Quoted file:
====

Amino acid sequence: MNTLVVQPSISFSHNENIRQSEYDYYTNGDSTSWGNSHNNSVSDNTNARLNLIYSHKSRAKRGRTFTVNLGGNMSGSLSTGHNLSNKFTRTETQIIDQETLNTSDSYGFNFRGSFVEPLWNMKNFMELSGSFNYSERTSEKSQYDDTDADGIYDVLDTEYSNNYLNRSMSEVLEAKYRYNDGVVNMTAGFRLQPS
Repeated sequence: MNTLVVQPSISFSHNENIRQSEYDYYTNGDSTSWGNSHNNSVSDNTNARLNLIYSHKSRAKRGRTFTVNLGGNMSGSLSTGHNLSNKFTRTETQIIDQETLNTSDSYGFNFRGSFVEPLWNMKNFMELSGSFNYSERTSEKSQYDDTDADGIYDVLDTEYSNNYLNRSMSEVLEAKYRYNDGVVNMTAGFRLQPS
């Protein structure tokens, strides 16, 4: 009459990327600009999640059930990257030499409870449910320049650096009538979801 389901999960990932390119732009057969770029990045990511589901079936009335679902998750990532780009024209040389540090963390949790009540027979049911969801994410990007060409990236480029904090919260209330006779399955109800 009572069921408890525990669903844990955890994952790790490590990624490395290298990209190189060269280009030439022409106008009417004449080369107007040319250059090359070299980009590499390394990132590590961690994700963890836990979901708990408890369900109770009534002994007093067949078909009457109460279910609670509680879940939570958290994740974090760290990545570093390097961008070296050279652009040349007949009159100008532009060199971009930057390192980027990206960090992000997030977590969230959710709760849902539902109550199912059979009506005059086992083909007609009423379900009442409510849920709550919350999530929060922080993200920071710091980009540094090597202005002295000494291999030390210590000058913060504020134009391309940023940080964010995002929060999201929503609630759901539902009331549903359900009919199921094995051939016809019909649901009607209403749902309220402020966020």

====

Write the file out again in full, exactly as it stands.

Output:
Amino acid sequence: MNTLVVQPSISFSHNENIRQSEYDYYTNGDSTSWGNSHNNSVSDNTNARLNLIYSHKSRAKRGRTFTVNLGGNMSGSLSTGHNLSNKFTRTETQIIDQETLNTSDSYGFNFRGSFVEPLWNMKNFMELSGSFNYSERTSEKSQYDDTDADGIYDVLDTEYSNNYLNRSMSEVLEAKYRYNDGVVNMTAGFRLQPS
Repeated sequence: MNTLVVQPSISFSHNENIRQSEYDYYTNGDSTSWGNSHNNSVSDNTNARLNLIYSHKSRAKRGRTFTVNLGGNMSGSLSTGHNLSNKFTRTETQIIDQETLNTSDSYGFNFRGSFVEPLWNMKNFMELSGSFNYSERTSEKSQYDDTDADGIYDVLDTEYSNNYLNRSMSEVLEAKYRYNDGVVNMTAGFRLQPS
């Protein structure tokens, strides 16, 4: 009459990327600009999640059930990257030499409870449910320049650096009538979801 389901999960990932390119732009057969770029990045990511589901079936009335679902998750990532780009024209040389540090963390949790009540027979049911969801994410990007060409990236480029904090919260209330006779399955109800 009572069921408890525990669903844990955890994952790790490590990624490395290298990209190189060269280009030439022409106008009417004449080369107007040319250059090359070299980009590499390394990132590590961690994700963890836990979901708990408890369900109770009534002994007093067949078909009457109460279910609670509680879940939570958290994740974090760290990545570093390097961008070296050279652009040349007949009159100008532009060199971009930057390192980027990206960090992000997030977590969230959710709760849902539902109550199912059979009506005059086992083909007609009423379900009442409510849920709550919350999530929060922080993200920071710091980009540094090597202005002295000494291999030390210590000058913060504020134009391309940023940080964010995002929060999201929503609630759901539902009331549903359900009919199921094995051939016809019909649901009607209403749902309220402020966020």